Women also appear to be more vulnerable to opioids than men. Carlson, Eisenstat, and Ziporyn (2004) call mood-altering drugs — especially sedatives and tranquilizers — a “major substance abuse problem” (p. 581). This may be because mood-altering drugs are often prescribed earlier — at a younger age — for women than for men. They are also prescribed more frequently for women, perhaps because women are more likely to seek help for emotional problems than men are. The opioids have a higher risk for dependence, especially if the woman has chronic pain. Women are also more likely to abuse diet pills (CNS stimulants). They start taking them for appetite suppression and weight control, despite the fact that amphetamines are rarely effective in the long-term, and within weeks users develop a tolerance to them. “As larger doses are taken to produce the same effects, women may become irritable, anxious, or overconfident and various physical symptoms may occur including blurred vision, dizziness, and insomnia.” Chronic use of amphetamines can result in damage to the heart and blood vessels, irrational outbursts of anger, psychiatric problems, and susceptibility to infections (Carlson, Eisenstat, & Ziporyn, 2004).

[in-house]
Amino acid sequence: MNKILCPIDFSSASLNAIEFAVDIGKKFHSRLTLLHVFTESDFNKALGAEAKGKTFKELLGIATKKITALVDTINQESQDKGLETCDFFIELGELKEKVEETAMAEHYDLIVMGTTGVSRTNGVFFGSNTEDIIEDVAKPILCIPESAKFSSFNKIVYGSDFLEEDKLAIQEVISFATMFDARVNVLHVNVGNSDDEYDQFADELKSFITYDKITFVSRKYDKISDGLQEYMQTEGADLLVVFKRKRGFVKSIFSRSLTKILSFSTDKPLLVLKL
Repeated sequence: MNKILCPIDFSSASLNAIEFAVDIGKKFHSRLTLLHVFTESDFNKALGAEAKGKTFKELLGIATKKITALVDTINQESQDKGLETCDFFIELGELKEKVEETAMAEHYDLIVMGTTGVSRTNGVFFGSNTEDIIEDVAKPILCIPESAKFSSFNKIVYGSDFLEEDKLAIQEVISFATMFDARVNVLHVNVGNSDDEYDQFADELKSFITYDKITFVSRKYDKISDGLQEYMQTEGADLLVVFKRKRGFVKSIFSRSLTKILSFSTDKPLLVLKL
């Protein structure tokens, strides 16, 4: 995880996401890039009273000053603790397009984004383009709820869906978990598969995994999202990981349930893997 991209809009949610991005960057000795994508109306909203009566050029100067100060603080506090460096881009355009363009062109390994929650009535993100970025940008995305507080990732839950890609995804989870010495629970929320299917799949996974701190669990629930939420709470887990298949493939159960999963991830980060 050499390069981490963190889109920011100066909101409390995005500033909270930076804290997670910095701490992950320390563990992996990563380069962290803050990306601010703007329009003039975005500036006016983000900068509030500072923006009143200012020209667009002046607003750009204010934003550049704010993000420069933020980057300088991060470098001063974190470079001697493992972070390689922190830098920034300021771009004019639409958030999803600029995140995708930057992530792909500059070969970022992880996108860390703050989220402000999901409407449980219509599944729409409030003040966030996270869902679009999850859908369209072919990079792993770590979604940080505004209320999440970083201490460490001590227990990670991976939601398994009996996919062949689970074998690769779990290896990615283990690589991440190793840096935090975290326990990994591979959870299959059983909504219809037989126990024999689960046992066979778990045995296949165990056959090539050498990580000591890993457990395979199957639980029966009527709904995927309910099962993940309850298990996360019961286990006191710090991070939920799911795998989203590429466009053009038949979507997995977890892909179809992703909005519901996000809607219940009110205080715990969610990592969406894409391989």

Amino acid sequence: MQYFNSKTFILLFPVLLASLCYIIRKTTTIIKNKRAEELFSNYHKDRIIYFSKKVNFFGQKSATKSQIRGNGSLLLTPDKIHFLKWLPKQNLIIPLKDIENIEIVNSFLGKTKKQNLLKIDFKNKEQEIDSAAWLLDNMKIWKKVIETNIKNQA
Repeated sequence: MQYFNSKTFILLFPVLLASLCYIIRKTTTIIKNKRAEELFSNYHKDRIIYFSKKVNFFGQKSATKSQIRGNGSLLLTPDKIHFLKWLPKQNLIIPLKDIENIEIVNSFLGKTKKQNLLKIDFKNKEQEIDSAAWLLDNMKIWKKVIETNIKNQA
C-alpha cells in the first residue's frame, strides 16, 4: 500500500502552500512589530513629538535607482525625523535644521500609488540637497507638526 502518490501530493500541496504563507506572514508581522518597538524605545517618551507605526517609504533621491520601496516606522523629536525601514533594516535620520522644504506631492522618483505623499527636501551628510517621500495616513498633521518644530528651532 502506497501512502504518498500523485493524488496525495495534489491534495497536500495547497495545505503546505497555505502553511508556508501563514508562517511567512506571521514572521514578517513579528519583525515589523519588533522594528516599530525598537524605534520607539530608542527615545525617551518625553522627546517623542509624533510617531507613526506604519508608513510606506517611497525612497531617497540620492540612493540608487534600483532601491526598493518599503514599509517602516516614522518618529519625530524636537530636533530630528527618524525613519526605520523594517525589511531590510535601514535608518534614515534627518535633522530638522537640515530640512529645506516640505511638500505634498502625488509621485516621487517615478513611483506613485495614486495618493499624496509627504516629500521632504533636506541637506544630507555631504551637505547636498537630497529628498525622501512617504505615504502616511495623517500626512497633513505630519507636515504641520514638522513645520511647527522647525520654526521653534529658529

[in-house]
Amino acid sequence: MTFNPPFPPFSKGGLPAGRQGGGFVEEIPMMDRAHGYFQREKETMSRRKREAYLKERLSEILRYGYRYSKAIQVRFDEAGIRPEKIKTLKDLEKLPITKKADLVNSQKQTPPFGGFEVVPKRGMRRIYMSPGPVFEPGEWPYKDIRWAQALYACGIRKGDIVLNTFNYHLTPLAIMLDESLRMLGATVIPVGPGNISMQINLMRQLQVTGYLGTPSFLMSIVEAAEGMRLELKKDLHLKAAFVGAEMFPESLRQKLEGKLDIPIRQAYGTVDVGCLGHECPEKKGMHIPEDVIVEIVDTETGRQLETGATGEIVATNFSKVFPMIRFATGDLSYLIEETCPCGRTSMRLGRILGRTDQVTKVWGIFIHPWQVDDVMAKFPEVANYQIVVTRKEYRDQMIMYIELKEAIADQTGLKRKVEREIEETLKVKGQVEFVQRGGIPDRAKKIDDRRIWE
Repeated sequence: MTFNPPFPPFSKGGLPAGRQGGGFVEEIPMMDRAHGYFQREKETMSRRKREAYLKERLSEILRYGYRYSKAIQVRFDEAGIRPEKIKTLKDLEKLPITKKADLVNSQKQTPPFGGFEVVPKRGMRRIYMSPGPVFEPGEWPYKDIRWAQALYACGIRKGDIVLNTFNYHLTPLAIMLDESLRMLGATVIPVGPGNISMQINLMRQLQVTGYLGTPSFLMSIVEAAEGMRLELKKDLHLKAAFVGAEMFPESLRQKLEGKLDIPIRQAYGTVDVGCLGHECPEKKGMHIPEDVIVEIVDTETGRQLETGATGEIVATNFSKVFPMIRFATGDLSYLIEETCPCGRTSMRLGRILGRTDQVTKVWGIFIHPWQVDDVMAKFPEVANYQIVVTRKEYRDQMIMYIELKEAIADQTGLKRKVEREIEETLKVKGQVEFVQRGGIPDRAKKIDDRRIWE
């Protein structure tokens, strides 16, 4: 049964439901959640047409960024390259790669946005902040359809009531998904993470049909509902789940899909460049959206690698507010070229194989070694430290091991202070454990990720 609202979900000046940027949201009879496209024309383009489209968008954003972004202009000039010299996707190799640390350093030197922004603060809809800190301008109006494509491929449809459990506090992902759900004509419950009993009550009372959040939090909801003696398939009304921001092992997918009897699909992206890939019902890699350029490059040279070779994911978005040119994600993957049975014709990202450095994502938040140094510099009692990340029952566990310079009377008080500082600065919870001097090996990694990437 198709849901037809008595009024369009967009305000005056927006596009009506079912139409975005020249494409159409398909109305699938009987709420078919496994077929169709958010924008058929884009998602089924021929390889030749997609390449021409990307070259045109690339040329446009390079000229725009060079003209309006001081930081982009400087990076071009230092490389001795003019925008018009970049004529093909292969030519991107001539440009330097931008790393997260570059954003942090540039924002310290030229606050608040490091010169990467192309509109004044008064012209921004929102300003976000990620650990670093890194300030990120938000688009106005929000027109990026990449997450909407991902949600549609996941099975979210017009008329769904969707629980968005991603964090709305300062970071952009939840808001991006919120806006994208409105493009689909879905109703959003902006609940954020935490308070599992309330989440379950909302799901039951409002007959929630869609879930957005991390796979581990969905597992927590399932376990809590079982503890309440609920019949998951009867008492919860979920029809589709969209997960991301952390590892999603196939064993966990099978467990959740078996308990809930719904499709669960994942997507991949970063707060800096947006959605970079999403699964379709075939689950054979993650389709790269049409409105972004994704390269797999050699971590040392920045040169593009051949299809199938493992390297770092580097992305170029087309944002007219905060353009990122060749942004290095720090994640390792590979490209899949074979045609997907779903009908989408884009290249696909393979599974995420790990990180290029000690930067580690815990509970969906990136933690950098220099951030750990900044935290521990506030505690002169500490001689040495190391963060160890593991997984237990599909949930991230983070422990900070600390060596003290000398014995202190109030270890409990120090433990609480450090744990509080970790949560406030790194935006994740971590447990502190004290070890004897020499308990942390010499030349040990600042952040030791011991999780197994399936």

Aging appears to produce greater sensitivity to drugs. A dose, for example, that is appropriate for a younger person might be too much in an older person. Many older people take multiple medicines, and when those that depress the Central Nervous System are mixed with tranquilizers or opioids, the effect can be very dangerous and even result in death. Older women, particularly, are often reticent to question the doctor about drug interactions, drug dependency, or addictive potential for fear of seeming to challenge the doctor’s authority (Carlson, Eisenstat, and Ziporyn, 2004), so it’s a problem doctors need to keep in mind.